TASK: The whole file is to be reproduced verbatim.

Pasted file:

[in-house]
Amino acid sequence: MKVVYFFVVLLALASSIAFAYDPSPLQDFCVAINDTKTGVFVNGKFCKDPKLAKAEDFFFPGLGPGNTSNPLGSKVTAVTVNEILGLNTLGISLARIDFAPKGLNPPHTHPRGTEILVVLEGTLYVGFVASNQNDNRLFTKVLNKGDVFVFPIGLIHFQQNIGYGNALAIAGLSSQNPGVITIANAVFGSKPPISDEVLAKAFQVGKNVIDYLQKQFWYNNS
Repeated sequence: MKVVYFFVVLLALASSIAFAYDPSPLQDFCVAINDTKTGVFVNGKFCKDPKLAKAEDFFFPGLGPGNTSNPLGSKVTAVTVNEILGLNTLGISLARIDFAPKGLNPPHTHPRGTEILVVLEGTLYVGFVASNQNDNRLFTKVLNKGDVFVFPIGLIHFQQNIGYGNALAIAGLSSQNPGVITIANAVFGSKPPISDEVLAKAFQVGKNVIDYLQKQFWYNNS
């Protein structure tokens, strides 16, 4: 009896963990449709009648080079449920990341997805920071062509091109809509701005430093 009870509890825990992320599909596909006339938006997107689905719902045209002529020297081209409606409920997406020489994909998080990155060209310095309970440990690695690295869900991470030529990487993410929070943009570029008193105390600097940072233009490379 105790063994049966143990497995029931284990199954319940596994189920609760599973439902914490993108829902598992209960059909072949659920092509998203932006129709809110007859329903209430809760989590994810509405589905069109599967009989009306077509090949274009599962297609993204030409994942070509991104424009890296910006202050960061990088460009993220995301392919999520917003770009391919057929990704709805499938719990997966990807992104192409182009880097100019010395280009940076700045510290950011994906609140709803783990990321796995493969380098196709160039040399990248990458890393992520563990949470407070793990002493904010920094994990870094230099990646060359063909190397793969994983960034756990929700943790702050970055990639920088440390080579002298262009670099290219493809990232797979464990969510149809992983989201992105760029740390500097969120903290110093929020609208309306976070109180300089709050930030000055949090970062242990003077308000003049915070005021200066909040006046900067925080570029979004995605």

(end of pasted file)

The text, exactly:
[in-house]
Amino acid sequence: MKVVYFFVVLLALASSIAFAYDPSPLQDFCVAINDTKTGVFVNGKFCKDPKLAKAEDFFFPGLGPGNTSNPLGSKVTAVTVNEILGLNTLGISLARIDFAPKGLNPPHTHPRGTEILVVLEGTLYVGFVASNQNDNRLFTKVLNKGDVFVFPIGLIHFQQNIGYGNALAIAGLSSQNPGVITIANAVFGSKPPISDEVLAKAFQVGKNVIDYLQKQFWYNNS
Repeated sequence: MKVVYFFVVLLALASSIAFAYDPSPLQDFCVAINDTKTGVFVNGKFCKDPKLAKAEDFFFPGLGPGNTSNPLGSKVTAVTVNEILGLNTLGISLARIDFAPKGLNPPHTHPRGTEILVVLEGTLYVGFVASNQNDNRLFTKVLNKGDVFVFPIGLIHFQQNIGYGNALAIAGLSSQNPGVITIANAVFGSKPPISDEVLAKAFQVGKNVIDYLQKQFWYNNS
């Protein structure tokens, strides 16, 4: 009896963990449709009648080079449920990341997805920071062509091109809509701005430093 009870509890825990992320599909596909006339938006997107689905719902045209002529020297081209409606409920997406020489994909998080990155060209310095309970440990690695690295869900991470030529990487993410929070943009570029008193105390600097940072233009490379 105790063994049966143990497995029931284990199954319940596994189920609760599973439902914490993108829902598992209960059909072949659920092509998203932006129709809110007859329903209430809760989590994810509405589905069109599967009989009306077509090949274009599962297609993204030409994942070509991104424009890296910006202050960061990088460009993220995301392919999520917003770009391919057929990704709805499938719990997966990807992104192409182009880097100019010395280009940076700045510290950011994906609140709803783990990321796995493969380098196709160039040399990248990458890393992520563990949470407070793990002493904010920094994990870094230099990646060359063909190397793969994983960034756990929700943790702050970055990639920088440390080579002298262009670099290219493809990232797979464990969510149809992983989201992105760029740390500097969120903290110093929020609208309306976070109180300089709050930030000055949090970062242990003077308000003049915070005021200066909040006046900067925080570029979004995605």